T-Mobile Ready to Inject Much-Needed Competition Across Rural Areas

Now, I anticipate that Verizon and AT&T will need to start planning how to counter the T-Mobile UScellular deal in key areas such as price adjustments, modifications to existing and new service plans, and spectrum optimization related to serving rural customers, at least within the UScellular footprint.

The additional capacity and coverage generated by the combination of T-Mobile/UScellular spectrum and wireless assets and capabilities can stimulate competition for wireless services across rural areas, particularly concerning Verizon and AT&T service offerings. Of key importance, T-Mobile also becomes better positioned to help close the digital divide across challenging rural environments, fulfilling the society-wide goal of eliminating disparities in the availability of broadband services.

Key Takeaway: T-Mobile Moves the Needle in US Wireless Rural Coverage and Competition

I believe that the T-Mobile UScellular deal will inject much-needed competition into the US wireless services market segment across underserved rural areas, help reduce the US digital divide, and strengthen T-Mobile’s overall competitiveness through its expanded coverage and customer footprint. As a result, both T-Mobile and UScellular customers are poised to reap the benefits of expanded coverage and footprint, providing more choice and flexibility in meeting their distinct wireless demands.

Disclosure: The Futurum Group is a research and advisory firm that engages or has engaged in research, analysis, and advisory services with many technology companies, including those mentioned in this article. The author does not hold any equity positions with any company mentioned in this article.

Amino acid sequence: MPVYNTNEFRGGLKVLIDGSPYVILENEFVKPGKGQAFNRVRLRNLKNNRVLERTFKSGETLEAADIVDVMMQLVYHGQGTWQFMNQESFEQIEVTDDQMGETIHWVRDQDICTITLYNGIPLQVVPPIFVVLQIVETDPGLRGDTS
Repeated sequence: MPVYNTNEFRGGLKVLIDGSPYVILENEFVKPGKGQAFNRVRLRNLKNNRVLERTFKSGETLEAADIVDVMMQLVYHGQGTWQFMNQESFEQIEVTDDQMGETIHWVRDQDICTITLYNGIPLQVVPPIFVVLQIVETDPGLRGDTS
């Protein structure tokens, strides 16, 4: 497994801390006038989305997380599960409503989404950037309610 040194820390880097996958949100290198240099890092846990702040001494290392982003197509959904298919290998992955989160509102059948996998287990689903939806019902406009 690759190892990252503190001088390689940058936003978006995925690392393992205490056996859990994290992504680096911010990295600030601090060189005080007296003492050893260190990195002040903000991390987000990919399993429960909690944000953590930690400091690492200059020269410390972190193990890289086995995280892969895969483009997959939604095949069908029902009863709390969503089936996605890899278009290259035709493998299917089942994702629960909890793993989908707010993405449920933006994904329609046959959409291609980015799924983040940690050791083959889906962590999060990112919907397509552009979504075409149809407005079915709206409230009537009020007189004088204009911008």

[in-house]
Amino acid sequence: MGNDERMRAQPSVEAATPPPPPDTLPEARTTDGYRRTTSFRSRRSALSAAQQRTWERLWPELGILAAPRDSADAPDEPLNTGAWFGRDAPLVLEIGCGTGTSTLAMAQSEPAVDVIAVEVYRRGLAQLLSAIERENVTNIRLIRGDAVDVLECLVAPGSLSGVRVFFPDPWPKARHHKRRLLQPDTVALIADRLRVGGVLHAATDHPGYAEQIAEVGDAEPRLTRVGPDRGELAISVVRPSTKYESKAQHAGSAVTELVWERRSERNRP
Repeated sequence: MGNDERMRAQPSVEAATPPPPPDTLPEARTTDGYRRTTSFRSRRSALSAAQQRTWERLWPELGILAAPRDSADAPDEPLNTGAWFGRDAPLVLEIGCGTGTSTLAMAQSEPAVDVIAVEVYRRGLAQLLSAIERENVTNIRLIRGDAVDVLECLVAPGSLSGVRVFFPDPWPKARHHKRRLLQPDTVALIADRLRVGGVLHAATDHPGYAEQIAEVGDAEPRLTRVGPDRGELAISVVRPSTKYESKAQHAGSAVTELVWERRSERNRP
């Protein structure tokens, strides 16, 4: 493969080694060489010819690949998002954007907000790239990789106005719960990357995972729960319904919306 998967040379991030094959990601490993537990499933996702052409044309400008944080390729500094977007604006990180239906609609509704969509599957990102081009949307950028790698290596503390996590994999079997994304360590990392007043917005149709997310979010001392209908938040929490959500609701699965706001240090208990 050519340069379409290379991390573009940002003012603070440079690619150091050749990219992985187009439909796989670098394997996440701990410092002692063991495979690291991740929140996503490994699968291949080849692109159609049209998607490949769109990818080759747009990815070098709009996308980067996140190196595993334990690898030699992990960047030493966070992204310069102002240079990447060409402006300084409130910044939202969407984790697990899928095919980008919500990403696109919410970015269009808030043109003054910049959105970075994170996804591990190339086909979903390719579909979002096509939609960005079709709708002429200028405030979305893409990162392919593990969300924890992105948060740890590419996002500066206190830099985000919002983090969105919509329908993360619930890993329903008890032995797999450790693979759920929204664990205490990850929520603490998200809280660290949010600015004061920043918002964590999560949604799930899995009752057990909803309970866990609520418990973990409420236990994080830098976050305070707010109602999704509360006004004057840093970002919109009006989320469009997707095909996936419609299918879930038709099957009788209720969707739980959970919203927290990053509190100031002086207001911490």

Analysis and opinions expressed herein are specific to the analyst individually and data and other information that might have been provided for validation, not those of The Futurum Group as a whole.

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Author Information

Ron is an experienced, customer-focused research expert and analyst, with over 20 years of experience in the digital and IT transformation markets, working with businesses to drive consistent revenue and sales growth.

He is a recognized authority at tracking the evolution of and identifying the key disruptive trends within the service enablement ecosystem, including a wide range of topics across software and services, infrastructure, 5G communications, Internet of Things (IoT), Artificial Intelligence (AI), analytics, security, cloud computing, revenue management, and regulatory issues.

Prior to his work with The Futurum Group, Ron worked with GlobalData Technology creating syndicated and custom research across a wide variety of technical fields. His work with Current Analysis focused on the broadband and service provider infrastructure markets.

Ron holds a Master of Arts in Public Policy from University of Nevada — Las Vegas and a Bachelor of Arts in political science/government from William and Mary.